Filed under: Genre Columns, Throwbacks, Uncategorized, Urban | Tags: Bahama Bay Club, DJ Kool, hip-hop, Let Me Clear My Throat
I remember sitting in the car, driving home from some sports’ practice in 1996 hearing it, and thinking, “Hmm I like this.” I was 7 and it struck a chord in me.
To this day, “Let Me Clear My Throat” is a throwback that knocks ‘em dead at parties and is guaranteed to be sung along to anywhere it’s played. Maybe it’s those brassy horns, or the ridiculous rapping of a guy named DJ Kool, but it made its mark in ’96 in Philadelphia and it still stands as one of the best hip-hop songs of all time.
One guy I met said he was the there the night DJ Kool performed “Let Me Clear My Throat” for the first time at the Bahama Bay Club in Philly. Now, everytime he hears it, he’s reminded of celebrating his birthday surrounded by friends hearing that crazy rap performed for the first time, making its mark on hip-hop history.
So why does this song make listeners flashback to the first time they heard it? First off, almost everyone knows it. And if you don’t, get acquainted. Then there’s the call back where the audience gets to join in to the “clear my throat” rap. But best of all, it’s the shout out “now all the ladies in the place, if you got real hair, real fingernails, if you got a job, you going to school and ya’ll need nobody to help you handle your business make some noise.”
It’s strong, it’s real, it’s simple, it’s funky, and it gets in your head. It’s original. You remember it. You want to sing along, you want to make some noise and you want to keep hearing it. It’s a basic hip-hop song that has everything right going on. And 13 years later, that’s what makes it a welcomed throwback.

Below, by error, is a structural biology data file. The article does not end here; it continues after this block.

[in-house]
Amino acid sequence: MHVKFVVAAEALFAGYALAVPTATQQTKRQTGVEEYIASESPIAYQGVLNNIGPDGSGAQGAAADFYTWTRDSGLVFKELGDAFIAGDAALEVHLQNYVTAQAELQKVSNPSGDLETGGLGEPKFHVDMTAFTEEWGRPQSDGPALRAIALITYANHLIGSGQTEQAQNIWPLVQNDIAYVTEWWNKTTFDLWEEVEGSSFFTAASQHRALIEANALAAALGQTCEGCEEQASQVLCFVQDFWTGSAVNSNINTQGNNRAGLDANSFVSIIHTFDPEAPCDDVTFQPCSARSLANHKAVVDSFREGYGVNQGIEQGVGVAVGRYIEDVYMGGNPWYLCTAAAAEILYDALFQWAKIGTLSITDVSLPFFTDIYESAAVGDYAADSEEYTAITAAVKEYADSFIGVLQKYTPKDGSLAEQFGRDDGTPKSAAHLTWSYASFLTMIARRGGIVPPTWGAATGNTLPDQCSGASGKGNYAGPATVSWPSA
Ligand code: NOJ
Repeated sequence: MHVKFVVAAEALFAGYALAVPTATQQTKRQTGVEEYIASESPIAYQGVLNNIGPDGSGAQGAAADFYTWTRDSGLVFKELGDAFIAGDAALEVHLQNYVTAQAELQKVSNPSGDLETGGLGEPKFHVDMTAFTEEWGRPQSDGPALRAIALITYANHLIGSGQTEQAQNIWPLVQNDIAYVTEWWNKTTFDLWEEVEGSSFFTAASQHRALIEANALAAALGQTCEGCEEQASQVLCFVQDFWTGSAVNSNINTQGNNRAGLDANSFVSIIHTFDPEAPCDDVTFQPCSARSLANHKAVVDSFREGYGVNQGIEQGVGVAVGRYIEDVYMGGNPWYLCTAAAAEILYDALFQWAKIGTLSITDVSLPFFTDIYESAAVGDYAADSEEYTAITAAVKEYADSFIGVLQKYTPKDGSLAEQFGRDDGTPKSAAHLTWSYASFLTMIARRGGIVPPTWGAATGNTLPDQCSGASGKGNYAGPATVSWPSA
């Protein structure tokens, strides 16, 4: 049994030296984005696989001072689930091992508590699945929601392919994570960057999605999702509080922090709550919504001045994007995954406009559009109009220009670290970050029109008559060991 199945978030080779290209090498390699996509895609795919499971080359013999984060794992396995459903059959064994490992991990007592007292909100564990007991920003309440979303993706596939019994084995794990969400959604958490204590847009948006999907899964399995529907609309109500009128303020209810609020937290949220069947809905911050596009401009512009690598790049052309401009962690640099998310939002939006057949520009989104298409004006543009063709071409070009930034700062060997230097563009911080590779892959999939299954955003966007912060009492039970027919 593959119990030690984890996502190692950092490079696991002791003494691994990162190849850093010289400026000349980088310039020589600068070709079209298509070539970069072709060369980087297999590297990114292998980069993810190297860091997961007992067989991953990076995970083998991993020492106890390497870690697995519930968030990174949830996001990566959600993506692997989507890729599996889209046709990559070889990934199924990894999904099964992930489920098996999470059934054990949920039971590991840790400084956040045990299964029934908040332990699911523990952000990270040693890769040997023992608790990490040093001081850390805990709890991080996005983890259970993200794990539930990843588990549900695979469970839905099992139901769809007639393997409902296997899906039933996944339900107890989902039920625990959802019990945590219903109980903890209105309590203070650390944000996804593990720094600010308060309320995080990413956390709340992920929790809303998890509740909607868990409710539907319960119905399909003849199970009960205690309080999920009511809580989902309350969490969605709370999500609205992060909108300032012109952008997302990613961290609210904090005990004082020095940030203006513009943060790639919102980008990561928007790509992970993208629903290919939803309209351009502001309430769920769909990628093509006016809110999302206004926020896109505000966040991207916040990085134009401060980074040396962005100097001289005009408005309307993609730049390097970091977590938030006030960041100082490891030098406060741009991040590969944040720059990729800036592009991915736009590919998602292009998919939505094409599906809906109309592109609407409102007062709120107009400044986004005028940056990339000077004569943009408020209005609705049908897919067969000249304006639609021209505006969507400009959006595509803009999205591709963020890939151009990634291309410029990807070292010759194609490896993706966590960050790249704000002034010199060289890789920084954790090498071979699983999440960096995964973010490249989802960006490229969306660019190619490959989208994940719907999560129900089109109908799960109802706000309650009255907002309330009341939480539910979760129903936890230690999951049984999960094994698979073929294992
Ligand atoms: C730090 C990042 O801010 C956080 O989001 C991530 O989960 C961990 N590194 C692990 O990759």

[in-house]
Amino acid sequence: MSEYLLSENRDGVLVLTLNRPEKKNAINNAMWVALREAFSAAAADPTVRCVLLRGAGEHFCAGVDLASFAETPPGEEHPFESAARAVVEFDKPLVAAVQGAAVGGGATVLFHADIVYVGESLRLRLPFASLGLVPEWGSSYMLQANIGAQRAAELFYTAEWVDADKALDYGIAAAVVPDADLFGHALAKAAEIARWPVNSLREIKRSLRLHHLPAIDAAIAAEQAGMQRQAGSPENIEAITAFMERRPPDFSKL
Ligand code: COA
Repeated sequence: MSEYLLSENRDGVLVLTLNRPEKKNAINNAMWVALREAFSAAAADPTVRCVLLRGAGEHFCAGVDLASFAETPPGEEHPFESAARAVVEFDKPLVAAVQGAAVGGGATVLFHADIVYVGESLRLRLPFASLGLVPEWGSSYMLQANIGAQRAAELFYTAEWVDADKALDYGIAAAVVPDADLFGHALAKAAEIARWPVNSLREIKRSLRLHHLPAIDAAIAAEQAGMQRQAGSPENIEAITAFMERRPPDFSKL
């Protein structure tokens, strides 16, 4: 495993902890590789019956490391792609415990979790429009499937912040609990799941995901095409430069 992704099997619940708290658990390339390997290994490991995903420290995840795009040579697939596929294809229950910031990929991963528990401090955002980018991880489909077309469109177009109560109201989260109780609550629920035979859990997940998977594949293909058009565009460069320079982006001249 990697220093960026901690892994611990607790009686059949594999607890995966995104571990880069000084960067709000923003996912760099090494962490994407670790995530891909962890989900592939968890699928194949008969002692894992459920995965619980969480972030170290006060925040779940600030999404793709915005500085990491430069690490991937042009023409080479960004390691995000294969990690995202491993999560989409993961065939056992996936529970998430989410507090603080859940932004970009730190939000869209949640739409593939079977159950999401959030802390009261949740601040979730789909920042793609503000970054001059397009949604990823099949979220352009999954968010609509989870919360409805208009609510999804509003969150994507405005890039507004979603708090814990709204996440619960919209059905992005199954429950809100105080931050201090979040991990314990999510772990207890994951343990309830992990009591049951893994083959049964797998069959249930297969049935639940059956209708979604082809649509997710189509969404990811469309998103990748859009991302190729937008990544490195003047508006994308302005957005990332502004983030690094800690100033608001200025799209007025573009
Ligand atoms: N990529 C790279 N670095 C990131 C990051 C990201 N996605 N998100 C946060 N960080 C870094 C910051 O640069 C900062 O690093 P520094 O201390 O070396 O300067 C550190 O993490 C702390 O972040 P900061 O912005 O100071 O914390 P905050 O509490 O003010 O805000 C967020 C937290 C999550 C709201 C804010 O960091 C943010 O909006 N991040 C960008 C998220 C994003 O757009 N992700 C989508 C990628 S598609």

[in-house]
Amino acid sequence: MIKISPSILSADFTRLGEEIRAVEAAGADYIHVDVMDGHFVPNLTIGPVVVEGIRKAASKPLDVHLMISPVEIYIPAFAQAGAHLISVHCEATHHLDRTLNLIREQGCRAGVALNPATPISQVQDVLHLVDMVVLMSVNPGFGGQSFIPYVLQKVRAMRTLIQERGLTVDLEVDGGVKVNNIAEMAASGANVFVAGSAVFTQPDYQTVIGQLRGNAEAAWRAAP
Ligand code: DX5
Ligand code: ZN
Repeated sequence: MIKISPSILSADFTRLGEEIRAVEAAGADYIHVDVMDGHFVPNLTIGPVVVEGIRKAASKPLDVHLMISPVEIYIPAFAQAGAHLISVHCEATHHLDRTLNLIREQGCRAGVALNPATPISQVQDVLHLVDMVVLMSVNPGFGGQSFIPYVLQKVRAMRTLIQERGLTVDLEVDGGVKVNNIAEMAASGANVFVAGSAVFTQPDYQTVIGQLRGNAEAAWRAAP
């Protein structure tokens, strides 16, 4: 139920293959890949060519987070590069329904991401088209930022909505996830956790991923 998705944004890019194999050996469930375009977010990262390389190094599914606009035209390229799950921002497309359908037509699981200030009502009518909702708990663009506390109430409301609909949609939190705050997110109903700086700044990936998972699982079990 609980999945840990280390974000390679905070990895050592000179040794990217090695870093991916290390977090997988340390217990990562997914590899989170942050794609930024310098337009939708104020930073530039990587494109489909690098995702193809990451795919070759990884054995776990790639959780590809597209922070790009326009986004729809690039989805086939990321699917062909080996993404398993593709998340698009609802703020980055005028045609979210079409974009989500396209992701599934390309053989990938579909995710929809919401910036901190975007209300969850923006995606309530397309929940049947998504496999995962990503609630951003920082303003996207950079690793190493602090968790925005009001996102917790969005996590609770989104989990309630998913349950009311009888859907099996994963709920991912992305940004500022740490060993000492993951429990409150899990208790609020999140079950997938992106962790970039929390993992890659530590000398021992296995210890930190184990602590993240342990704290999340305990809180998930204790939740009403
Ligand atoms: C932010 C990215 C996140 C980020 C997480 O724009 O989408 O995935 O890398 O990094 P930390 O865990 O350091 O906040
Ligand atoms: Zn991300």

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Filed under: Throwbacks | Tags: 80's, 90's, alternative rock, Democrat, Found Out About You, Gin, Gin Blossoms, grunge, Michael Stipe, Peter Buck, R.E.M.
PREVIEW: Gin Blossoms “Found Out About You” MP3
The ’90s were just as self-absorbed as the ’80s were, but at least we had a Democrat in office — and we had bands like Gin Blossoms. These guys were just one of many alternative rock bands from the 1990s that were never distinct enough to make their mark, but still qualify as legitimate musical comfort food. In “Found Out About You,” Gin Blossoms sound like a poor man’s R.E.M. with the melodic-yet-simple bass line, the chiming Buck-ish guitar licks and the double-tracked Stipe-esque vocal harmonies.
They never played music regarded as genius. However, there is something charmingly ordinary about this song as their words piece together innocent imagery and settings of “last summer” and “nights out in the school yards” all leading to the recurring title line about what is presumably infidelity — not exactly the most original lyrics or themes.
In the pile of repetitive knock-offs that have permeated music throughout the decades, Gin Blossoms find a perfect balance. They’re listenable and not even a guilty pleasure.
— Charlie Weeks
Filed under: Throwbacks | Tags: Dance, French, In Rainbows, iTunes, La Ritournelle, Politics, Radiohead, Reckoner, Sebastien Tellier, Thom Yorke, trance
PREVIEW: Sébastien Tellier “La Ritournelle” MP3
French singer-songwriter Sébastien Tellier’s “La Ritournelle” is the only reason one would buy his 2004 album, Politics. Fortunately in the age of iTunes you can spend 99 cents for this gem of a track instead wasting money and drive space on an entire album.